Ebert test

The Ebert Test, proposed by film critic Roger Ebert at the 2011 TED conference, is a challenge directed at software developers to create a computer-based synthesized voice capable of telling jokes with such skill that it elicits genuine laughter from people.

The Ebert Test aims to evaluate the ability of a computerized voice to master the nuances of inflection, delivery, timing, and intonation that are characteristic of human speech.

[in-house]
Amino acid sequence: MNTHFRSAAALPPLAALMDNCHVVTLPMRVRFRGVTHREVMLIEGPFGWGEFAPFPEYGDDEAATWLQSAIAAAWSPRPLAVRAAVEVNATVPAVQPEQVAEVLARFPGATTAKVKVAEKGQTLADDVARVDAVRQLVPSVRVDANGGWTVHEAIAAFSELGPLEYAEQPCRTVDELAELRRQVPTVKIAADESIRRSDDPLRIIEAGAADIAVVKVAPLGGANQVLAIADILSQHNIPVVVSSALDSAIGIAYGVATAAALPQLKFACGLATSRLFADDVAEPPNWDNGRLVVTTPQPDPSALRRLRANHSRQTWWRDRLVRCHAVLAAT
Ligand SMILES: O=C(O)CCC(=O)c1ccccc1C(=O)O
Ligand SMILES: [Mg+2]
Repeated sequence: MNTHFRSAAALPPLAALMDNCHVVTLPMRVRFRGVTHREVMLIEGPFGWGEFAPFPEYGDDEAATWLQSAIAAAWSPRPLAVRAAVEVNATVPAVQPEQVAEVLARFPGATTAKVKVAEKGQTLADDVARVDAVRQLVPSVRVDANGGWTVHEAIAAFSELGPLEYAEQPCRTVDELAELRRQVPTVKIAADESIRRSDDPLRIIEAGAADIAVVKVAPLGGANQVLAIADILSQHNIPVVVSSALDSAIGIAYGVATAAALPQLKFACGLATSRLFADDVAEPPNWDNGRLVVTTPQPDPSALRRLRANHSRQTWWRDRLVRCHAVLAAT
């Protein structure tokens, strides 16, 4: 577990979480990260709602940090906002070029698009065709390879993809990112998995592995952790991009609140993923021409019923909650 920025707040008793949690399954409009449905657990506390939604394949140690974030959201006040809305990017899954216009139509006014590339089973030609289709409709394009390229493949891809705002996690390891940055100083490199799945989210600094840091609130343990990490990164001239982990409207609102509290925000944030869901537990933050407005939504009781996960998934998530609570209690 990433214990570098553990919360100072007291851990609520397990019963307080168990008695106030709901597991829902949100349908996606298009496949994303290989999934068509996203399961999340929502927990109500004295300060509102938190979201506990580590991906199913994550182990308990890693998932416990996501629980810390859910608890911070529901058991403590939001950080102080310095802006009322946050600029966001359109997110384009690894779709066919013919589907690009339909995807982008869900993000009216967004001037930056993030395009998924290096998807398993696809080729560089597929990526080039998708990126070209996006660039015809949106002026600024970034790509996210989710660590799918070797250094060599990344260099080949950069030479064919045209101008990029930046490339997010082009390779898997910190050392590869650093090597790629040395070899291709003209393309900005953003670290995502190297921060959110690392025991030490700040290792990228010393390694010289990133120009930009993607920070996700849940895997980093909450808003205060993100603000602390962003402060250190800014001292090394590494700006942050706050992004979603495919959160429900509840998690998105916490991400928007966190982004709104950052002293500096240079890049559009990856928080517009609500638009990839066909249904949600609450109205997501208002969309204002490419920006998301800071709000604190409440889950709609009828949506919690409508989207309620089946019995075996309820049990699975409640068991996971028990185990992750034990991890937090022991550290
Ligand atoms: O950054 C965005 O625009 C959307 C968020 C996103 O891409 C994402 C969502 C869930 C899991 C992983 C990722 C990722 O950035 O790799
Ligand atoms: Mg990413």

The concept behind the Ebert Test is similar to the Turing test, originally proposed by Alan Turing in 1950, which assesses a computer’s ability to exhibit intelligent behavior indistinguishable from that of a human being. However, the Ebert Test focuses specifically on humor and the ability to evoke laughter, demonstrating the complexity and subtlety involved in reproducing human-like comedic delivery.


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